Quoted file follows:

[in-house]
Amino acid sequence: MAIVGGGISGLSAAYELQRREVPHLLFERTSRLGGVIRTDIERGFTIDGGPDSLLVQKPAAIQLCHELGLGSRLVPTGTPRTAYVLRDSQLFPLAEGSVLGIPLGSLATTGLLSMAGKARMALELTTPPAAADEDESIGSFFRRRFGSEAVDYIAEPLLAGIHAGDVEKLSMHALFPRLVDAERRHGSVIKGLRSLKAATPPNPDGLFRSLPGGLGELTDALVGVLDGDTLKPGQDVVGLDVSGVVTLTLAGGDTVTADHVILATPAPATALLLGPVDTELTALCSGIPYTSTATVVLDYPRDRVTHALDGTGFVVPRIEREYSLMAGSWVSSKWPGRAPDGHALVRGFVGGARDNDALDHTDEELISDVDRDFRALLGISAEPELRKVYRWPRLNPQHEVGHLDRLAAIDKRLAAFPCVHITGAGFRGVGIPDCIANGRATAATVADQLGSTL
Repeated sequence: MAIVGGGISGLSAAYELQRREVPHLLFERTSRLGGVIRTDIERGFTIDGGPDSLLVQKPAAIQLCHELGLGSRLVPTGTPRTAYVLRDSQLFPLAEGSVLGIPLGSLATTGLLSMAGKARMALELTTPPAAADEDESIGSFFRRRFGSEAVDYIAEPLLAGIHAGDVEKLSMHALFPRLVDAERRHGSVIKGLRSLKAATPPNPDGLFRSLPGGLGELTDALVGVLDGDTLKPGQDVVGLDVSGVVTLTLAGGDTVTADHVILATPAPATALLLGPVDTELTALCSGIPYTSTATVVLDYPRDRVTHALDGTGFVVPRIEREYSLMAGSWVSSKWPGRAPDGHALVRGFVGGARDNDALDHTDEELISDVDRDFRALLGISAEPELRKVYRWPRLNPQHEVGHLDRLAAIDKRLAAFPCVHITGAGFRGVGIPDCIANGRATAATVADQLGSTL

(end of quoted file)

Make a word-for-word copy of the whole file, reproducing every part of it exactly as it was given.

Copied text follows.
[in-house]
Amino acid sequence: MAIVGGGISGLSAAYELQRREVPHLLFERTSRLGGVIRTDIERGFTIDGGPDSLLVQKPAAIQLCHELGLGSRLVPTGTPRTAYVLRDSQLFPLAEGSVLGIPLGSLATTGLLSMAGKARMALELTTPPAAADEDESIGSFFRRRFGSEAVDYIAEPLLAGIHAGDVEKLSMHALFPRLVDAERRHGSVIKGLRSLKAATPPNPDGLFRSLPGGLGELTDALVGVLDGDTLKPGQDVVGLDVSGVVTLTLAGGDTVTADHVILATPAPATALLLGPVDTELTALCSGIPYTSTATVVLDYPRDRVTHALDGTGFVVPRIEREYSLMAGSWVSSKWPGRAPDGHALVRGFVGGARDNDALDHTDEELISDVDRDFRALLGISAEPELRKVYRWPRLNPQHEVGHLDRLAAIDKRLAAFPCVHITGAGFRGVGIPDCIANGRATAATVADQLGSTL
Repeated sequence: MAIVGGGISGLSAAYELQRREVPHLLFERTSRLGGVIRTDIERGFTIDGGPDSLLVQKPAAIQLCHELGLGSRLVPTGTPRTAYVLRDSQLFPLAEGSVLGIPLGSLATTGLLSMAGKARMALELTTPPAAADEDESIGSFFRRRFGSEAVDYIAEPLLAGIHAGDVEKLSMHALFPRLVDAERRHGSVIKGLRSLKAATPPNPDGLFRSLPGGLGELTDALVGVLDGDTLKPGQDVVGLDVSGVVTLTLAGGDTVTADHVILATPAPATALLLGPVDTELTALCSGIPYTSTATVVLDYPRDRVTHALDGTGFVVPRIEREYSLMAGSWVSSKWPGRAPDGHALVRGFVGGARDNDALDHTDEELISDVDRDFRALLGISAEPELRKVYRWPRLNPQHEVGHLDRLAAIDKRLAAFPCVHITGAGFRGVGIPDCIANGRATAATVADQLGSTL